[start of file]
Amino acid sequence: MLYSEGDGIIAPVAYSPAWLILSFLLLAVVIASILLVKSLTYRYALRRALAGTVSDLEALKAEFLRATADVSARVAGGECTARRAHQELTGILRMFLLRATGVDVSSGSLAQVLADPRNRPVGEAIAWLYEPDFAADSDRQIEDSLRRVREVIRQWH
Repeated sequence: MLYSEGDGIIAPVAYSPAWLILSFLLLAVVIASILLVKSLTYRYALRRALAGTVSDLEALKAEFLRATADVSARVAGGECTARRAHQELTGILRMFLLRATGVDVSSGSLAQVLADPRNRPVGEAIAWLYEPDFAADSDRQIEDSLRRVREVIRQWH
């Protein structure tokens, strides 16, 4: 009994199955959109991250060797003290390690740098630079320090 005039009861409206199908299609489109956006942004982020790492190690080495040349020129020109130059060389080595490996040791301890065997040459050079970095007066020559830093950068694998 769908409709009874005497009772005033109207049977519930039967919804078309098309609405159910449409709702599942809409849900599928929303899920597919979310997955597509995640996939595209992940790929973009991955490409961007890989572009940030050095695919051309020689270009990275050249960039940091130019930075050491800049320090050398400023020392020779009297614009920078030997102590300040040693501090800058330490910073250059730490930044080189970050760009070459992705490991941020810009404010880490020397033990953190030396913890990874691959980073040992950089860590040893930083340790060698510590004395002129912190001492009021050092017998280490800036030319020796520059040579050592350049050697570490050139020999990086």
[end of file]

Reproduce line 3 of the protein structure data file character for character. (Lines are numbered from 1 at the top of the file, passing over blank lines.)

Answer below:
């Protein structure tokens, strides 16, 4: 009994199955959109991250060797003290390690740098630079320090 005039009861409206199908299609489109956006942004982020790492190690080495040349020129020109130059060389080595490996040791301890065997040459050079970095007066020559830093950068694998 769908409709009874005497009772005033109207049977519930039967919804078309098309609405159910449409709702599942809409849900599928929303899920597919979310997955597509995640996939595209992940790929973009991955490409961007890989572009940030050095695919051309020689270009990275050249960039940091130019930075050491800049320090050398400023020392020779009297614009920078030997102590300040040693501090800058330490910073250059730490930044080189970050760009070459992705490991941020810009404010880490020397033990953190030396913890990874691959980073040992950089860590040893930083340790060698510590004395002129912190001492009021050092017998280490800036030319020796520059040579050592350049050697570490050139020999990086």